CYPRESS, Texas (KHOU) -- A 20-year-old woman taking off nail polish with a candle nearby suffered severe burns over 50 percent of her body Friday night.

The Cy-Fair fire marshal said vapors from the flammable nail polish remover caught the flame and burned up to 50 percent of the woman's body. The woman's boyfriend said she suffered burns from her neck down on the front of her body, but she's conscious, talking and recovering at Memorial Hermann Hospital.

The flames caught the woman's clothes on fire, the fire marshal said, caused by a flash fire when a concentrated amount of the nail polish remover vapors caught the candle's flame. The woman ran outside screaming for help, which caught the attention of one of her neighbors.

"She was screaming I'm on fire, help help!" said neighbor Adam Berrett. "So I took off my jacket and I put the fire out and I told her 'stop drop and roll' and as she was rolling. I was just putting out the fire, helping her put the fire out."

By the time the fire was put out, the woman had already suffered severe burns.

"Doesn't take much," said Dennis Lee, lead investigator with the Cy-Fair Volunteer Fire Department.

Lee has seen more fires started from candles than he can count.

When it comes to flammable liquids, he says it doesn't take contact with the liquid itself, just the vapors to start a fire.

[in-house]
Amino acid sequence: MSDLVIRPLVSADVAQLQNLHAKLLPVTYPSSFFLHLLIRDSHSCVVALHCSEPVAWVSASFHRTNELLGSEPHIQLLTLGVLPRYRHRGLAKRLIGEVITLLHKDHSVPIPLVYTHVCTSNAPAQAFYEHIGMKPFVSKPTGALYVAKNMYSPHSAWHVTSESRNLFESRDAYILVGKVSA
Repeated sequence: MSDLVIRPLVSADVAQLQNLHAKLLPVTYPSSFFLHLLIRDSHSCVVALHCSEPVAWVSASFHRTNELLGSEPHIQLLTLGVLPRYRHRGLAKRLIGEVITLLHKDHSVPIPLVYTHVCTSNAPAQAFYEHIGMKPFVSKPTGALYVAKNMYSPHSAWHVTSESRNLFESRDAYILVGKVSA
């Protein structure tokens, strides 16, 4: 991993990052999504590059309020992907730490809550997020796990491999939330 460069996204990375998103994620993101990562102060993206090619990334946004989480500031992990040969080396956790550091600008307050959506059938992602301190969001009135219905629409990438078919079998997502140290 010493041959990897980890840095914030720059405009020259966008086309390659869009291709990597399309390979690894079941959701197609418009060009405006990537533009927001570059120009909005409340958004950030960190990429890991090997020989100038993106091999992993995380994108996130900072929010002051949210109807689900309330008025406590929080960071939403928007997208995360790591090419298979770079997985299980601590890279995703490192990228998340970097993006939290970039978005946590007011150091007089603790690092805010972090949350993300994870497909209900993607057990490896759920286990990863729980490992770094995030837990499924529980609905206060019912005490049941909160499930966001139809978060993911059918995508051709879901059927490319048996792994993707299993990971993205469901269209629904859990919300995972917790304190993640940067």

"If you've got the door closed, it's gonna build up vapors in the room, and you've got an open flame there, so that's real easy to ignite it," said Lee, adding that a flash fire can mean "poof, then it's out. But that poof was long enough to catch her clothing on fire."

The damage to the woman's home was minimal, fire officials said.

It's a moment firefighters say people need to be aware of, especially with flammable liquids that cause kitchen fires, which can spread much faster and farther.

"If you have another pan or a lid, just set it on there, that'll put out the fire," Lee said during a demonstration of a fire catching in a pan on a stove.

The best line of defense, though, is calling 911. And officials say to be sure to have a fire extinguisher in your home, and know where it is. Local fire departments offer free lessons on how to use an extinguisher, if needed.

Lee says read labels to be sure you know what's flammable, and don't wait until an emergency to brush up on fire safety. Most importantly if you find yourself on fire, immediately stop, drop and roll.

"They tend to forget some of the things they learned earlier in life and they end up getting hurt," said Lee.